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Nigeria confirms 110 Schoolgirls kidnapped by Boko Haram in recent Dapchi Attack

This past week, the Nigerian government announced that 110 schoolgirls are confirmed missing following an attack by Boko Haram at a school in the northeastern Nigerian town of Dapchi. The kidnapping is claimed to be the largest since Boko Haram’s kidnapping of 276 girls from a school in the town of Chibok almost four years ago.

Source: ABC News

Source: ABC News

It was initially unclear how many girls were kidnapped. Some reports claimed that the number had reached 50, while the government’s reports confused some when it declared that some of the girls had been rescued when this, in fact, was not the case. On Sunday, however, the total of 110 was confirmed in a statement released by the Information Ministry.

In an interview with the BBC’s Stephanie Hegarty, 13-year-old Fatima Awaal, an escapee of the attack, shared her experience: "We started running, many of the girls were screaming. We were running towards the gate. As we were running the militants were shouting at us to stop. They told us to get in the trucks, that they were there to help us. But we just ran."

The Nigerian government has recently released the names of the victims, all of which are ages 11 to 19. As of Monday, the Nigerian Air Force has spent upwards of 200 hours searching for the kidnapped girls.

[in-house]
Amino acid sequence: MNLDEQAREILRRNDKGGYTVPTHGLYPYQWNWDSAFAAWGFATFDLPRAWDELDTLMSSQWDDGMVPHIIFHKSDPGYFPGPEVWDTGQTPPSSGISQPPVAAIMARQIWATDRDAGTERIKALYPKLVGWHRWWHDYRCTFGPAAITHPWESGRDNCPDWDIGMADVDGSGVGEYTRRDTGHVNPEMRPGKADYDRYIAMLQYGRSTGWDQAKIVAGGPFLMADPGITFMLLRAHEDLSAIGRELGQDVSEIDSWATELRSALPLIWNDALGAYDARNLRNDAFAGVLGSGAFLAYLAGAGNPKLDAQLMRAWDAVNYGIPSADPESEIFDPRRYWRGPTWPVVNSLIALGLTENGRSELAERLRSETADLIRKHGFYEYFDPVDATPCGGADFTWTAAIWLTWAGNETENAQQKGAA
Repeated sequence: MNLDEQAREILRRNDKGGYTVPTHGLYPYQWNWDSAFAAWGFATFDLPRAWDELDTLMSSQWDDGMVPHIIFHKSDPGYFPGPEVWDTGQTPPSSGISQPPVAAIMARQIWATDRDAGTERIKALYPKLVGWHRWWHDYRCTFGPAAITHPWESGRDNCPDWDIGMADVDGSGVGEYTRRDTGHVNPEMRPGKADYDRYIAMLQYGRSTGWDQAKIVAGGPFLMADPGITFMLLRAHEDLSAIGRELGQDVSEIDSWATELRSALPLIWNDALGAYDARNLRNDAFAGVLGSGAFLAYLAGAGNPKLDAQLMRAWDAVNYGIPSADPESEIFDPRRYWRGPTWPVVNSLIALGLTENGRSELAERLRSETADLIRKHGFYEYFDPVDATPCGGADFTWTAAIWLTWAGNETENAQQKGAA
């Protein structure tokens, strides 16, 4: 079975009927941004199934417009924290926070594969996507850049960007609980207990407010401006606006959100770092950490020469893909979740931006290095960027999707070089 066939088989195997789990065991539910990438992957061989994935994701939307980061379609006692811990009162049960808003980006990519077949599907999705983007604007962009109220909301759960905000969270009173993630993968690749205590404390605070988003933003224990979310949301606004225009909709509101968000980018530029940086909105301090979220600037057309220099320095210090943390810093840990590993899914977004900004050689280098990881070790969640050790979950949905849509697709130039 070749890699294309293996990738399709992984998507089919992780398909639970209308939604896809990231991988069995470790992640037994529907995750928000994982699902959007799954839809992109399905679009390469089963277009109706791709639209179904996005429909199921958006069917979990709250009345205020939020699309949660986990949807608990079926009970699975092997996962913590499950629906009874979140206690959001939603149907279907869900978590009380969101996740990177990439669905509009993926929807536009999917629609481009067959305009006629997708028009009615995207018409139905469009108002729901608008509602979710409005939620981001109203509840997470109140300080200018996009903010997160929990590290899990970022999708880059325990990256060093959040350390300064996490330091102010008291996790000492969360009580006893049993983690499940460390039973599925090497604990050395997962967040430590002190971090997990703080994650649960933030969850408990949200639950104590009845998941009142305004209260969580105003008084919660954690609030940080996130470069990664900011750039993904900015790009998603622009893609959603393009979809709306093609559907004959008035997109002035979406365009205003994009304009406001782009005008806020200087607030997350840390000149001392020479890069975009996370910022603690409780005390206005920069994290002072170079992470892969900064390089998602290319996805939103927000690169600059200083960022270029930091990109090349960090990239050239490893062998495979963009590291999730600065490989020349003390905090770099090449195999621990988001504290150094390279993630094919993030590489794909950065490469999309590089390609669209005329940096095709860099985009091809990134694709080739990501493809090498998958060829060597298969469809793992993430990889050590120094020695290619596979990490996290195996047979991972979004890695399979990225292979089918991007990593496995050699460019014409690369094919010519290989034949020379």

Boko Haram is a militant Islamic group operating out of Nigeria whose roots trace back to the 1990s. The group also refers to itself as Jama'atu Ahlis Sunna Lidda'awati Wal-Jihad, meaning "People Committed to the Propagation of the Prophet's Teachings and Jihad." The group was originally known as “the Nigerian Taliban” due to the similarity of their beliefs to that of the Taliban. In 2013, the United States officially designated Boko Haram as a “foreign terrorist organization.”

More than ten thousand people have been killed in violence affiliated with Boko Haram, and nearly 1.5 million have been displaced. Boko Haram’s campaign includes a 2011 suicide attack on a United Nations building in Abuja and the Chibok kidnapping of 2014, in addition to multiple attacks that have burned villages and killed dozens of students, sometimes in connection with other regional terror groups.

Source: The Economist

Source: The Economist

Over the last seven years, the Nigerian government has been unsuccessful at quelling this organization, receiving much criticism over several catastrophic military decisions during this fight. In May 2015, President Muhammadu Buhari was elected on the grounds that his administration would strengthen the fight against Boko Haram, but this promise does not yet seem to have been fulfilled.

This kidnapping is just one of many similar attacks performed by Islamist terrorist organizations around the world. In order to truly make a difference, international, national, and civil society organizations and leaders must enhance collaboration and solidarity. Furthermore, the government of Nigeria should create a solid action plan that lays out its goals in the process of eradicating this menacing force.